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High-End Queen Nina Grapes Hit Chinese Market
High-end Queen Nina grapes grown in Yunnan province have now landed in some boutique supermarkets and wholesale produce markets in China. The early-season Queen Nina grapes on sale in City’super stores are produced in Jianshui and priced at more than 100 Chinese yuan ($13.94) per 400-gram bunch. Meanwhile, the grapes are fetching around 200 yuan ($27.88) per kilogram on the online platform Taobao and more than 80 yuan ($11.15) per kilogram at Beijing’s Xinfadi wholesale market.
According to City’super staff, the supermarket chain has stocked Queen Nina grapes since before 2020. Sales have gradually increased as the product has become more popular with customers, leading to lower prices. Queen Nina grapes currently account for approximately 1% of the premium supermarket chain’s total fruit and vegetable sales.
Queen Nina is a tetraploid hybrid table grape cultivar originally developed in Japan. The grapes are large and bright red, with high sugar content and low acidity. Research and development on the Queen Nina variety, a hybrid of Akitsu-20 and Aki Queen, began in the town of Akitsu in 1992. In 2011, after more than 10 years of cultivation, it was officially registered in accordance with Japan’s Plant Variety Protection and Seed Act under the variety code 20733.
Bunches of Queen Nina grapes weigh approximately 500–700 grams, with individual grapes weighing 15–20 grams. With careful fruit thinning and the judicious application of gibberellic acid during cultivation, it is possible to obtain seedless grapes weighing upward of 17 grams. The grapes feature a soluble solid content of 20–21%, an acid content of 0.4 grams per 100 milliliters and a sugar content as high as 20%. This soluble solid content is considerably higher than that of Kyoho and Pione grapes, while the acidity is much lower. The grapes have a thin skin and a sweet pulp with a flavorful wine scent. Queen Nina grapes typically mature between late August and early September, before Kyoho grapes and slightly later than Pione grapes.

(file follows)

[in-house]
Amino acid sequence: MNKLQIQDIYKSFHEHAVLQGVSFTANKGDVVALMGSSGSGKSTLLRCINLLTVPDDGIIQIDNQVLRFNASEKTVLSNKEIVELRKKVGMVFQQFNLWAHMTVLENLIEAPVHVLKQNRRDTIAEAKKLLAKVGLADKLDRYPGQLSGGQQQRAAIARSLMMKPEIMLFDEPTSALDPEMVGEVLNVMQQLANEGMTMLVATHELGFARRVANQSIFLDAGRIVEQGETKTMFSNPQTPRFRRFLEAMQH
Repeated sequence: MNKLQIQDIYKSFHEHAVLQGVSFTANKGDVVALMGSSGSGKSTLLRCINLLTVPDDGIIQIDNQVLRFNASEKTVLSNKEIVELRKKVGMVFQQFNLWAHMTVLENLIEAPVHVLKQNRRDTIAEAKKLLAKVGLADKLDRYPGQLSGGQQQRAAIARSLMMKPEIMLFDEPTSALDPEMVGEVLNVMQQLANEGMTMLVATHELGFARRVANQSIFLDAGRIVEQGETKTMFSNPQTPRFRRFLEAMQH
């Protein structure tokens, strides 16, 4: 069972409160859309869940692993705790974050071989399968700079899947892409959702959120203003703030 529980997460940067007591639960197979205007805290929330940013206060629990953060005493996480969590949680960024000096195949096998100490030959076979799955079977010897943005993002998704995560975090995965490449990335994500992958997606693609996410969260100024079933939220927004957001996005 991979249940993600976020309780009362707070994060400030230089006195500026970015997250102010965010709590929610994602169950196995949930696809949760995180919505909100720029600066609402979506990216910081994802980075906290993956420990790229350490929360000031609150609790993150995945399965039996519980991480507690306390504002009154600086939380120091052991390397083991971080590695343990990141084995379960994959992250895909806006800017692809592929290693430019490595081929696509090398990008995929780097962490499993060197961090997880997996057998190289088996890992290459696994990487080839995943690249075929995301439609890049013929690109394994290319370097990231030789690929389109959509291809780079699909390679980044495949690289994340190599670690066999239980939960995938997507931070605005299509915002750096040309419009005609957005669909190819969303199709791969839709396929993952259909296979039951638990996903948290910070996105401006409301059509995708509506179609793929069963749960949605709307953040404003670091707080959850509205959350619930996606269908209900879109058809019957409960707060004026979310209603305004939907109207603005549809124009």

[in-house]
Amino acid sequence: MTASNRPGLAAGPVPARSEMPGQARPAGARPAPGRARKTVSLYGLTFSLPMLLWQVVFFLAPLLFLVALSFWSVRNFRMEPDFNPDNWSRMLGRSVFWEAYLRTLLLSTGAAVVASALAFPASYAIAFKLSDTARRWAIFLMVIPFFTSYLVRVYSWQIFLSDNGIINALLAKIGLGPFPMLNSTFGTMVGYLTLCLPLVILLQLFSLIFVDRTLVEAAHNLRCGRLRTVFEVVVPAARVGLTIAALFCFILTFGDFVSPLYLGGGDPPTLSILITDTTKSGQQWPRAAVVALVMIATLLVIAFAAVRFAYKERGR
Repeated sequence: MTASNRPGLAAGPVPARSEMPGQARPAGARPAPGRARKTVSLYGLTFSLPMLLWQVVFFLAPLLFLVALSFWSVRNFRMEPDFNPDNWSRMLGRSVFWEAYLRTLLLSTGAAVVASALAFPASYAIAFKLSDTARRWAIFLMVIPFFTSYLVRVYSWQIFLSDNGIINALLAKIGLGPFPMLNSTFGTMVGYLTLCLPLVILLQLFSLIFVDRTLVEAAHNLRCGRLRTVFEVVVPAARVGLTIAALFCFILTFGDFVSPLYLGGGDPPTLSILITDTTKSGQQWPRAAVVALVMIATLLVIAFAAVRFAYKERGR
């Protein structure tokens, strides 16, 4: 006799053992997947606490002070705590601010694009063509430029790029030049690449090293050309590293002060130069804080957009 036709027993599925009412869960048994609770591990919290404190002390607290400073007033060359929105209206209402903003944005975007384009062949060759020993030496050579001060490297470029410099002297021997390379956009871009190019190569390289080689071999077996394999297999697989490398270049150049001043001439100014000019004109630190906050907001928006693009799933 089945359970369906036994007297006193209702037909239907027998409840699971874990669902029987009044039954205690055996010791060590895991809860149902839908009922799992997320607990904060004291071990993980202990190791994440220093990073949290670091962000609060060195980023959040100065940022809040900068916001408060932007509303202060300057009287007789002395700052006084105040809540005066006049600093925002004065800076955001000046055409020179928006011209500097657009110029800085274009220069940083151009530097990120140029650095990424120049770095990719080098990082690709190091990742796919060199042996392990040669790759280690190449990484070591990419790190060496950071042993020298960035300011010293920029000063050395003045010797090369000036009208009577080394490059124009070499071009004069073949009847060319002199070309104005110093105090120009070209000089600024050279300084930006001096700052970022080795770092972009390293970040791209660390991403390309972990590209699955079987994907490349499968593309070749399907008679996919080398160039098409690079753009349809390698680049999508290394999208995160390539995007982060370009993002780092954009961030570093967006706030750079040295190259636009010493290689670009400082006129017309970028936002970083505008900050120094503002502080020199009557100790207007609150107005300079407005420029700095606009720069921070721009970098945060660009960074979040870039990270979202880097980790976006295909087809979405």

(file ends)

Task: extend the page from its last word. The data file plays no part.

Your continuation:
Although Queen Nina grapes were introduced into China around the same time as the Sunshine Rose variety, they have still lagged behind owing to difficult cultivation requirements and restrictions on their introduction from Japan. The rapid adoption of the Sunshine Rose variety has allowed Chinese agricultural technicians to speed up the localization process with the Queen Nina cultivar. According to media reports, it has been possible to solve the problem of difficult color development by careful research and optimization. In places such as Shaanxi, Yunnan and Jiangsu, where the altitude is relatively high, the temperature difference between day and night is large, sunlight is sufficient and rainfall remains low during the ripening period, the cultivation of Queen Nina grapes is continuing to expand, but the total output remains less than 0.1% of that of Sunshine Rose.
The attractive appearance and sweet taste of Queen Nina grapes have made them a very popular variety on the high-end grape market, and the market price has remained high. According to local media reports, one farmer from Changcheng in Shaanxi province said that the local price had reached 140–160 yuan ($19.51–22.30) per kilogram in 2022 and the total value of his 0.67-hectare orchard in its first year exceeded one million yuan ($139,000).
This article was translated from Chinese. Read the original article.
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